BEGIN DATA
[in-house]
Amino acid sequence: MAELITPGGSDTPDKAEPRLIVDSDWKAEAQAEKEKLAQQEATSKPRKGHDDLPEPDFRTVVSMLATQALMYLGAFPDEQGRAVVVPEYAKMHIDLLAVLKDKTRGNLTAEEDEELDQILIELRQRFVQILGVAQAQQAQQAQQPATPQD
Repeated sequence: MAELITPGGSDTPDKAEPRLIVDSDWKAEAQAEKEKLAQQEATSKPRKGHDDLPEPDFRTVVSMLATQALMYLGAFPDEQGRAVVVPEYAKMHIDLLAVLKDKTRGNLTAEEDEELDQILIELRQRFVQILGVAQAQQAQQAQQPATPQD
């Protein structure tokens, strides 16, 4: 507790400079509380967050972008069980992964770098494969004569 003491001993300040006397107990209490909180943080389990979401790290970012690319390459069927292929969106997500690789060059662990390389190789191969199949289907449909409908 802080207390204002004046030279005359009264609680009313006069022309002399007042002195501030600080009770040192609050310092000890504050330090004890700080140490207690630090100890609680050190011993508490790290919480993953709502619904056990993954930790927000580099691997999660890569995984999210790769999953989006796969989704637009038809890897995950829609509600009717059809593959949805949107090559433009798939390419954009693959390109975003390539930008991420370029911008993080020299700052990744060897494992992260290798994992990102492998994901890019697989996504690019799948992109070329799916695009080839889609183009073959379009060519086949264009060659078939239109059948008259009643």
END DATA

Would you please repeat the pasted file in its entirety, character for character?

[in-house]
Amino acid sequence: MAELITPGGSDTPDKAEPRLIVDSDWKAEAQAEKEKLAQQEATSKPRKGHDDLPEPDFRTVVSMLATQALMYLGAFPDEQGRAVVVPEYAKMHIDLLAVLKDKTRGNLTAEEDEELDQILIELRQRFVQILGVAQAQQAQQAQQPATPQD
Repeated sequence: MAELITPGGSDTPDKAEPRLIVDSDWKAEAQAEKEKLAQQEATSKPRKGHDDLPEPDFRTVVSMLATQALMYLGAFPDEQGRAVVVPEYAKMHIDLLAVLKDKTRGNLTAEEDEELDQILIELRQRFVQILGVAQAQQAQQAQQPATPQD
């Protein structure tokens, strides 16, 4: 507790400079509380967050972008069980992964770098494969004569 003491001993300040006397107990209490909180943080389990979401790290970012690319390459069927292929969106997500690789060059662990390389190789191969199949289907449909409908 802080207390204002004046030279005359009264609680009313006069022309002399007042002195501030600080009770040192609050310092000890504050330090004890700080140490207690630090100890609680050190011993508490790290919480993953709502619904056990993954930790927000580099691997999660890569995984999210790769999953989006796969989704637009038809890897995950829609509600009717059809593959949805949107090559433009798939390419954009693959390109975003390539930008991420370029911008993080020299700052990744060897494992992260290798994992990102492998994901890019697989996504690019799948992109070329799916695009080839889609183009073959379009060519086949264009060659078939239109059948008259009643």